York Art Gallery is a public art gallery in York city centre with a collection of paintings from the 14th century to the present day. It also exhibits the most extensive and representative collection of British Studio Ceramics in the country. The Grade II listed building was originally built for the second Yorkshire Fine Art and Industrial Exhibition in 1879. In 1892 it became the new City Art Gallery.
Due to the high natural light levels the large Victorian exhibition hall it was not well suited to the exhibition of paintings. As a result the main exhibition hall was divided with a suspended ceiling in the 1950s. For over 60 years the roof space with its decorative trusses, large roof lights and ornate plasterwork was concealed from public view and used only for mechanical services. It has been a long held ambition of the York Museum Trust to reconfigure the gallery and reveal this secret roof space to the public once again. In 2010 Simpson & Brown, in collaboration with Ushida Findlay Architects, won a design competition with an ambitious proposal to create a new ‘Secret Gallery’ in the roof space, a ceramic clad roof top gallery and a new garden entrance and balcony.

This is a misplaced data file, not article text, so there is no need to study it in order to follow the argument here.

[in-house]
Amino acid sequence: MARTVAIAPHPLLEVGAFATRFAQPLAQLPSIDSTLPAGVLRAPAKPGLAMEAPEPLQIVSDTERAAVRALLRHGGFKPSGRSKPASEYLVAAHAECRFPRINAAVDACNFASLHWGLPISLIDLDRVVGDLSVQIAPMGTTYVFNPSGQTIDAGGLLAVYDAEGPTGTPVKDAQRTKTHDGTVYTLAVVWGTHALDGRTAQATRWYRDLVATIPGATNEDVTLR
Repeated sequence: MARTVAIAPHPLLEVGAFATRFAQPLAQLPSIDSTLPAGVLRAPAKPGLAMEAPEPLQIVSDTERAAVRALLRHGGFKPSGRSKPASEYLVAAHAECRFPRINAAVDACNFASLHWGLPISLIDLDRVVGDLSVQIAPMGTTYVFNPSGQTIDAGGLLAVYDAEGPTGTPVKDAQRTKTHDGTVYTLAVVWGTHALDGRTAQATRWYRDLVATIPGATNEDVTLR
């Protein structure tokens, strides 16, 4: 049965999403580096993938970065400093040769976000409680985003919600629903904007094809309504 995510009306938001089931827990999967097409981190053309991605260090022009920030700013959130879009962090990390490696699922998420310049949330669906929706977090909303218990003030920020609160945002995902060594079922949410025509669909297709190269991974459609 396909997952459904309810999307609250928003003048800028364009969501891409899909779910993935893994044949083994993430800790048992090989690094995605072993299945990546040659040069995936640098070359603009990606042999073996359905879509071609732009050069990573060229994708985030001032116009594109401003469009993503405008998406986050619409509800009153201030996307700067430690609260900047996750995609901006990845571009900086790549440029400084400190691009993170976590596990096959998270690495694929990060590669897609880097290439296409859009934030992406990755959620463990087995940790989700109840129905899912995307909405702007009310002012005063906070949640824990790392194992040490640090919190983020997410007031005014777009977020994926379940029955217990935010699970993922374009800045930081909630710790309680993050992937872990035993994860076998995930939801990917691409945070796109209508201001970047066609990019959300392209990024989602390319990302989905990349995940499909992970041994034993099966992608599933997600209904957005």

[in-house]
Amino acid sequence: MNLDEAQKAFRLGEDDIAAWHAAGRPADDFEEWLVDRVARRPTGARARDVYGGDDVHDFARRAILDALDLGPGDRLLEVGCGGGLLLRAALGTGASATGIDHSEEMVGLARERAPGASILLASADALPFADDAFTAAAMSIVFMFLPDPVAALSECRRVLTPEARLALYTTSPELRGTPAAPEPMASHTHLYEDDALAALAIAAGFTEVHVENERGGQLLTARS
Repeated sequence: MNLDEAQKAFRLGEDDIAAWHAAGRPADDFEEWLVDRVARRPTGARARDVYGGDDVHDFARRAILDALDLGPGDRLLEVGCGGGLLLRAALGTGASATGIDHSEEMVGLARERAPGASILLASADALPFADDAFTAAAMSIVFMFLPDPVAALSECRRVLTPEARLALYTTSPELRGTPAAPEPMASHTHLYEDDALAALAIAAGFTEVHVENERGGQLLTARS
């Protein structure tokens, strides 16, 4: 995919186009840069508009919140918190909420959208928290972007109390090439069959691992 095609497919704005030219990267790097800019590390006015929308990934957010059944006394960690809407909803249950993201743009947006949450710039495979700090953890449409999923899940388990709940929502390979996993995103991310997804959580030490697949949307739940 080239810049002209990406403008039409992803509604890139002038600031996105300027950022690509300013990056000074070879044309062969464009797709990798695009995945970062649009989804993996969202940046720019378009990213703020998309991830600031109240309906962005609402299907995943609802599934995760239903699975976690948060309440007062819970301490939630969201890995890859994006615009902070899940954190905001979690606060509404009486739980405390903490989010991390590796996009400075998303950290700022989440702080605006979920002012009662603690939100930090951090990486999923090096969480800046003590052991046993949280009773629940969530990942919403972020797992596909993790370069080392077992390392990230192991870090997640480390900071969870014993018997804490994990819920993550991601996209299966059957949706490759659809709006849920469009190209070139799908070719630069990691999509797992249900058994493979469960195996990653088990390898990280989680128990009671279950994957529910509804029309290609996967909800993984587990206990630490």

The new £8million project opened to the public in August 2015.
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